6

I'm bummed that this question is closed. I want to know how to do what the OP there wanted. So I'm asking again.

Here is a MWE:

\documentclass{article}
\usepackage{lipsum}
\usepackage[margin=1.5in]{geometry}

\begin{document}
\newgeometry{top=2in}
\lipsum[1-7]
\restoregeometry
\lipsum[1-5]

\end{document}

But lo, great sadness! What I wanted was that only the first page have the weird 2 inch top margin, and that, wherever that ends, we move on to other pages with 1.5 inch top margins.

So of course, we could try to throw a vspace*{0.5in} at the top. And look, there's nothing wrong with that hack, but it (a) doesn't actually do what I'm asking (the margins on the first page aren't actually any different; there's just a bit of extra space that makes it look like they are) and (b) doesn't work will with, e.g. the letter documentclass, since there's nowhere to put the vspace*{0.5in} command to get it to drop the date down. MWE for that:

\documentclass{letter}
\usepackage{lipsum}
\usepackage[margin=1.5in]{geometry}
\begin{document}

\vspace*{0.5in}

\begin{letter}{
Department of Stuff \\
California Institute of Things \\
Pasadena, CA 91125}

\opening{Hiya!}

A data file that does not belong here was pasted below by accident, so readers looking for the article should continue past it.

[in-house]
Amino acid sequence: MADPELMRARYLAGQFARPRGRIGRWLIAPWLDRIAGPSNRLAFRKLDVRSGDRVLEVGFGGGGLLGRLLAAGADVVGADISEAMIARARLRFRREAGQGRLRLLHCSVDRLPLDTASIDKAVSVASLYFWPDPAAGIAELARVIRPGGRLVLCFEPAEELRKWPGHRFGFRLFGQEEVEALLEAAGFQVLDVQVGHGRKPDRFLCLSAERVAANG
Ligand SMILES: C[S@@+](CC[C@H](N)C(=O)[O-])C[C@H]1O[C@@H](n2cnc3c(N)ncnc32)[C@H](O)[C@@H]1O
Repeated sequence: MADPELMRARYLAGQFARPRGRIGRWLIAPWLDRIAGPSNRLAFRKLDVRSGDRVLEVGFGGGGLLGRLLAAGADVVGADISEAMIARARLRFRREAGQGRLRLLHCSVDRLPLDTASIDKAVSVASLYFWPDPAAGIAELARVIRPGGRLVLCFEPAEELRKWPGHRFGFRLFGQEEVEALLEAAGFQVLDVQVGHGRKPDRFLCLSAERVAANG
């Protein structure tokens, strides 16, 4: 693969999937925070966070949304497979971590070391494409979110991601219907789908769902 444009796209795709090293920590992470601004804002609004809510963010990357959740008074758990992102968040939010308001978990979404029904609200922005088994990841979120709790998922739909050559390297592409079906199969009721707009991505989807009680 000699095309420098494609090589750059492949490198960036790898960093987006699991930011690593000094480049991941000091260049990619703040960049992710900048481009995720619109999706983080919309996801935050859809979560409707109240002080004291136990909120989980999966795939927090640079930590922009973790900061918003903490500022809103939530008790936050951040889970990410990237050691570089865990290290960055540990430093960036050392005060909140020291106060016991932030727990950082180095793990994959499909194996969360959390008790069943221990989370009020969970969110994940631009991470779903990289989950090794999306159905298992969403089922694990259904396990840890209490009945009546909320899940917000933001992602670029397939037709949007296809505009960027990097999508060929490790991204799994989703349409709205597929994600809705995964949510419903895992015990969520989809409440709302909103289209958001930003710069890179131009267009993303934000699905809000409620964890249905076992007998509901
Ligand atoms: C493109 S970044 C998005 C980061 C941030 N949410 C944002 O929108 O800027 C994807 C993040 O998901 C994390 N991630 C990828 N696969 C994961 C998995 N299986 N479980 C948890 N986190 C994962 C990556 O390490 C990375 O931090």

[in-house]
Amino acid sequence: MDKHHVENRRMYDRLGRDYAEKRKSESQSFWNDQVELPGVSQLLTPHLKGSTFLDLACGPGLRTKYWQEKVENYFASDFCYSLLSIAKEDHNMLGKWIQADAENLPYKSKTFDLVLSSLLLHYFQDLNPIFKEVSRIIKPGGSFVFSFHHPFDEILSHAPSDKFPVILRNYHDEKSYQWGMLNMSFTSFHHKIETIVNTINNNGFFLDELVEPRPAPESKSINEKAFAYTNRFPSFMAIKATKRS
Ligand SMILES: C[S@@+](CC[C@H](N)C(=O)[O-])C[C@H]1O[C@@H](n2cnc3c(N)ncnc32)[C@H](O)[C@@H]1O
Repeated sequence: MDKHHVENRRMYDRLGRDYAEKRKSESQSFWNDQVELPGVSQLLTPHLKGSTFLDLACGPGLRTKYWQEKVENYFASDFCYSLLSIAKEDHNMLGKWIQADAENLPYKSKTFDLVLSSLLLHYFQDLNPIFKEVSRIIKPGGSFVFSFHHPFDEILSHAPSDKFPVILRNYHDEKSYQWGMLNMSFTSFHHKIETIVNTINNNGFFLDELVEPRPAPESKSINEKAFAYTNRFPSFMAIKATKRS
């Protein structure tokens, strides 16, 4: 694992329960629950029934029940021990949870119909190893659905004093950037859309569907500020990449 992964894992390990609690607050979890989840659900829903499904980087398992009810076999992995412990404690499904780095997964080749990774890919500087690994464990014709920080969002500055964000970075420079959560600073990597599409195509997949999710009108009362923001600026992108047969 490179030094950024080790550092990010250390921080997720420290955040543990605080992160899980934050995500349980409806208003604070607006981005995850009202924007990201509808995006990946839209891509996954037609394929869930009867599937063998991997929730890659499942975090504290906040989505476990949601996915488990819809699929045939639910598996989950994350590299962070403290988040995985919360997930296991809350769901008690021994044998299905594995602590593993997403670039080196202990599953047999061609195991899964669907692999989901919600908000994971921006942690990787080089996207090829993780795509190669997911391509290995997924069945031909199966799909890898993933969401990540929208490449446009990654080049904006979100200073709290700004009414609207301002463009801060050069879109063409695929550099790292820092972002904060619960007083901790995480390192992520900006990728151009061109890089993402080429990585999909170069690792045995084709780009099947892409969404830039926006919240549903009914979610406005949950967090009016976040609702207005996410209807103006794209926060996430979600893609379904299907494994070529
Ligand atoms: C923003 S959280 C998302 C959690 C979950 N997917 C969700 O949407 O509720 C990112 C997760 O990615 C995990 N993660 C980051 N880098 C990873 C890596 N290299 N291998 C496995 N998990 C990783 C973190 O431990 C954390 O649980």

\lipsum[1-7]
\lipsum[1-5]

\end{letter}

\end{document}

It (weirdly) just throws an extra blank page at the start of things. Nope, I actually want something that gives different margins for the first page and none of the following pages, but which allows paragraphs to break across the change.

Of course, someone might have a hack for the letter class too. And that's great! But shouldn't there be some nice uniform solution? I imagine there will be classes where neither the `\vspace*' nor the as-yet-to-be-determined-letter-class-hack work...

  • 1
    For a single page, you don't really need to change the margins, you can add or remove space as needed (overlay the margins). – John Kormylo Jun 15 '16 at 20:16
  • 1
    Do you mean, as well, that the page has to break normally between pages 1 and 2 (e.g., mid-paragraph breaking)? – Steven B. Segletes Jun 15 '16 at 20:19
  • 1